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Computer History Museum Honors Cerebras Systems with New Display for Wafer-Scale Engine

SUNNYVALE, Calif. & MOUNTAIN VIEW, Calif.–(BUSINESS WIRE)–Cerebral Systems, the pioneer in accelerating artificial intelligence (AI) computation, and the Computer History Museum (CHM), the leading institution for decoding technology – computing’s past, digital present, and future impact on humanity – today opens a new display showing Cerebras’ Wafer-Scale Makina (WSE). As the world’s largest computer chip, roughly the size of a dinner plate, WSE-2 has 2.6 trillion transistors, 850,000 AI optimized cores, and is optimized in every way for AI work .

“At CHM, we are dedicated to decoding the history and impact of computing and technological innovation on the human experience,” said Dan’l Lewin, President & CEO, Computer History Museum. “Cerebras Systems’ extraordinary achievement in inventing the world’s first and only wafer-scale processor marks an important milestone in the history of computing, and we are only just beginning to see the incredible impact that will have of Cerebras Systems and their customers across AI. drug discovery, climate change, cancer research, and more.”

“This is the honor of a lifetime to be accepted into the Computer History Museum’s world-renowned collection,” said Andrew Feldman, CEO and co-founder of Cerebras Systems. “When we started Cerebras, we set out to change the compute landscape. For us, that meant doing fearless engineering in relentless pursuit of the extraordinary. In the process, our team was able to overcome challenges throughout design, fabrication and packaging – all of which were considered impossible for the entire 70-year history of computers – and created the world’s first wafer-scale processor. I am very proud of our team and grateful to CHM for adding us in their collection and preservation of our collective history.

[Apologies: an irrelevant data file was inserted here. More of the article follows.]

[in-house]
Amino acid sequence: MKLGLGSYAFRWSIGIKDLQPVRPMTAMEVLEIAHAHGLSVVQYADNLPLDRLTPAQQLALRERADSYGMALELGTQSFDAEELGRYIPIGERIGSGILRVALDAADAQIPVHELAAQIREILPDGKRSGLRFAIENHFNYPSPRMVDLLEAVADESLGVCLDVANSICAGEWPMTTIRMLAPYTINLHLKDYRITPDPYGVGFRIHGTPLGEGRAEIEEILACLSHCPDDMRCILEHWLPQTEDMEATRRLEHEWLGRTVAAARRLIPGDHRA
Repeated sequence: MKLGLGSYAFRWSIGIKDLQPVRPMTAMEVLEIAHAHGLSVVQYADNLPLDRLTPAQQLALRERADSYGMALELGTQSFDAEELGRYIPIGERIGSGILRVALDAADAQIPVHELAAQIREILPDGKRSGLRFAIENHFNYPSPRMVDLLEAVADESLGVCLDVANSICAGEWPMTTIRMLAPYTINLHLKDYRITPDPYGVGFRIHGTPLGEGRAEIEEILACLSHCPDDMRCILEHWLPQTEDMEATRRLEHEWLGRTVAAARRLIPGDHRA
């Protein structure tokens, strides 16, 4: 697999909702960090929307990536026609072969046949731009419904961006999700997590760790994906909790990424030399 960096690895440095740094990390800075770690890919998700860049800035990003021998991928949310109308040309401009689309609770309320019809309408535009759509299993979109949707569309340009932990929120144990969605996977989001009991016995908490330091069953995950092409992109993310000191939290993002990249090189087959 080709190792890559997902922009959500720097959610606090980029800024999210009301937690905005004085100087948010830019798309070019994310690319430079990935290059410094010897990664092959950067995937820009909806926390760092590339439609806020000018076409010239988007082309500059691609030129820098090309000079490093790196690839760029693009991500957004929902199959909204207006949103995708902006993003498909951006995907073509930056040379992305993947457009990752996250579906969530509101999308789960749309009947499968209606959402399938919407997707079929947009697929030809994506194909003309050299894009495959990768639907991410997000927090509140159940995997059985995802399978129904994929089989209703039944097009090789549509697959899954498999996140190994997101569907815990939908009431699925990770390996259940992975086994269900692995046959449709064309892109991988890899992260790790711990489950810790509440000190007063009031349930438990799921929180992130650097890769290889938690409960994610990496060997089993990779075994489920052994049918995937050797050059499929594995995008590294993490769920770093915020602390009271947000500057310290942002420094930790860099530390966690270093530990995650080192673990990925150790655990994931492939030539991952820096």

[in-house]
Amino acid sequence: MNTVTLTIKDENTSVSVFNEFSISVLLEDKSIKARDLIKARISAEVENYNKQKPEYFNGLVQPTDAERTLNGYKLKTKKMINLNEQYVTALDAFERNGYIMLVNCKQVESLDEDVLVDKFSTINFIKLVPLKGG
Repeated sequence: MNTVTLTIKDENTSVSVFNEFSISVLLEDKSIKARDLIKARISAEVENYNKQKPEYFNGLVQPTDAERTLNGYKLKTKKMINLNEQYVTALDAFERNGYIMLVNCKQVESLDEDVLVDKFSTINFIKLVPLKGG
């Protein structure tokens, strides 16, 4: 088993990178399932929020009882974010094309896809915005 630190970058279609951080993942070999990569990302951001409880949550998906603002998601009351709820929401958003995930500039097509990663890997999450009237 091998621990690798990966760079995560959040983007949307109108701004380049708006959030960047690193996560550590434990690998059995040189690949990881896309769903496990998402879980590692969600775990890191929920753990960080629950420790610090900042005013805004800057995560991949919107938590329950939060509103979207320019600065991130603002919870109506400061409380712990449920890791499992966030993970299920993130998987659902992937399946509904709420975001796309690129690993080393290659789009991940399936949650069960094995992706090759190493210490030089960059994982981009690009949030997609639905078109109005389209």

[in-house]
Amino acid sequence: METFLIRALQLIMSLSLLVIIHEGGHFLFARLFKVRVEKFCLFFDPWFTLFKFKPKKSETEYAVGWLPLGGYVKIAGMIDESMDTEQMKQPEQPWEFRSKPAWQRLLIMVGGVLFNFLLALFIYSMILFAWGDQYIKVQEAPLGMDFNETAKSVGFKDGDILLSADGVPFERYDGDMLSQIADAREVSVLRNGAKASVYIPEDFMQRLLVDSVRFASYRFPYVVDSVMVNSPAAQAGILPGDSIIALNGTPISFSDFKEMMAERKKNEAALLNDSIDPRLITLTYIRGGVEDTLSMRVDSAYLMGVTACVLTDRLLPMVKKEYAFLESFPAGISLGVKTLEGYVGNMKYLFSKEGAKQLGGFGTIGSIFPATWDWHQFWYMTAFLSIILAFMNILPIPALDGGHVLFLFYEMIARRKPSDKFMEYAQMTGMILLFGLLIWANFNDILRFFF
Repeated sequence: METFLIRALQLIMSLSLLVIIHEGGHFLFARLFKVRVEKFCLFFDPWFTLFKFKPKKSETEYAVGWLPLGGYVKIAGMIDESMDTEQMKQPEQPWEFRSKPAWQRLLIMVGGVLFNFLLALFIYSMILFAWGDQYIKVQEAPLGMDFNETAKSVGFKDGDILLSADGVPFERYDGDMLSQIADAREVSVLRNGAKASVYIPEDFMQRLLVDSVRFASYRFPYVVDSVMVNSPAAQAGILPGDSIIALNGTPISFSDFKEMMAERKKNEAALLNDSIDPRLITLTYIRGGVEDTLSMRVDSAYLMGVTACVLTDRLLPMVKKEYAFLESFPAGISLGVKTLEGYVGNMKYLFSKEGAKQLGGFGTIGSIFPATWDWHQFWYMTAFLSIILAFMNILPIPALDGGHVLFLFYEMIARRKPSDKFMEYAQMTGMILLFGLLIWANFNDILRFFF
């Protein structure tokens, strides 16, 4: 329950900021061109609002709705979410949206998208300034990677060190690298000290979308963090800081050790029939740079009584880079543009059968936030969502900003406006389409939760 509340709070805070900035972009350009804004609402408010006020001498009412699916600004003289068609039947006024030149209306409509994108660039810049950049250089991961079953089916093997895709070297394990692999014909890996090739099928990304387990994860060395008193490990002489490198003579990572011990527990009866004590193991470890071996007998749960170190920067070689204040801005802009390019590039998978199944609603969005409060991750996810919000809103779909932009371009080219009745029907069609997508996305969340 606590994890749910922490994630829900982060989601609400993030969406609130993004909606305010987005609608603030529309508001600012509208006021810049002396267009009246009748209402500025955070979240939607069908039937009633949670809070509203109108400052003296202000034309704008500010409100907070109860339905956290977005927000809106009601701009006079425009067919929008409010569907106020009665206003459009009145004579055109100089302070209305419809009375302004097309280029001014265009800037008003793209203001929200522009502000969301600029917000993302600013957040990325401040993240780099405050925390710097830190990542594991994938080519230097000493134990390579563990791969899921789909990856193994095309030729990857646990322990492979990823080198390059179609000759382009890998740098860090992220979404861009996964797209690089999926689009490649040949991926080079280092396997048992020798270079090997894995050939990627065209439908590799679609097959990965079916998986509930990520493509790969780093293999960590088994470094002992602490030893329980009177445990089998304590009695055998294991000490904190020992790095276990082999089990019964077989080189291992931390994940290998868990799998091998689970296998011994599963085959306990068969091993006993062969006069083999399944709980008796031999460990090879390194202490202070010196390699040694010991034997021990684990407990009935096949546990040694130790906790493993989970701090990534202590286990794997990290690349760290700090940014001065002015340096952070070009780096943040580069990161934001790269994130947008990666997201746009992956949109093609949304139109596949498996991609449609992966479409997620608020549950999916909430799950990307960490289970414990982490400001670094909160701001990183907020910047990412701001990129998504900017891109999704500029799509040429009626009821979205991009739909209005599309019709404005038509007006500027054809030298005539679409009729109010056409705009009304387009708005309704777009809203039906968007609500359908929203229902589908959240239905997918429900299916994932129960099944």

In AI, chip size matters a lot. Larger chips process information faster, producing responses in less time. As the largest chip ever made – 56 times larger than the competition – the WSE-2 powers the Cerebras CS-2, the industry’s fastest AI computer. The WSE-2 is manufactured by TSMC at its 7nm-node and is the second generation Wafer Scale Engine. WSE-2 was delivered less than two years after WSE-1, and more than doubled all performance characteristics – the transistor count, core count, memory, memory bandwidth and fabric bandwidth. Not only did Cerebras build the largest chip in the history of the computer industry, they demonstrated that it can be quickly and easily reduced to new fabrication geometries.

In every performance metric, the WSE-2 is faster than legacy graphics processing units. CS-2 provides deep learning computing resources equivalent to hundreds of GPUs, while providing ease of programming, management and deployment on a single device.

“There are more transistors – by far – in this one Cerebras chip, than in all 100,000 computing objects in the Museum’s permanent collection combined,” said Dag Spicer, Senior Curator, Computer History Museum.

With every component optimized for AI work, CS-2 delivers more compute performance in less space and less power than any other system. It does this while radically reducing programming complexity, wall clock computation time, and solution time. Depending on the workload, from AI to HPC, CS-2 delivers hundreds or thousands of times more performance than legacy replacements. A single CS-2 replaces clusters of hundreds or thousands of GPUs that consume dozens of racks, use hundreds of kilowatts of power, and take months to configure and program. At only 26 inches tall, the CS-2 fits into one-third of a standard data center rack.

With customers in North America, Asia, Europe and the Middle East, Cerebras Systems delivers industry-leading AI solutions to a growing roster of enterprise, government, and high performance computing (HPC) customers. parts, including GlaxoSmithKline, AstraZeneca, TotalEnergies, nference, Argonne National Laboratory, Lawrence Livermore National Laboratory, Pittsburgh Supercomputing Center, Leibniz Supercomputing Center, National Center for Supercomputing Applications, Edinburgh Parallel Computing Center (EPCC), National Energy Technology Laboratory, and Tokyo Electron Devices.

For more information on the new WSE display at the Computer History Museum, please tune in to a livestream conversation on Wednesday, August 3 at 2:30 pm PT with Cerebras Systems CEO Andrew Feldman and Computer History Museum President & CEO Dan’l Lewin

About Cerebras Systems

Cerebras Systems is a group of pioneering computer architects, computer scientists, deep learning researchers, and engineers of all kinds. We are coming together to build a new kind of computing system, designed for the single purpose of accelerating AI and changing the future of AI work forever. Our flagship product, the CS-2 system is powered by the world’s largest processor – the 850,000-core Cerebras WSE-2 allows customers to accelerate their deep learning workloads by orders of magnitude size of graphics processing units.

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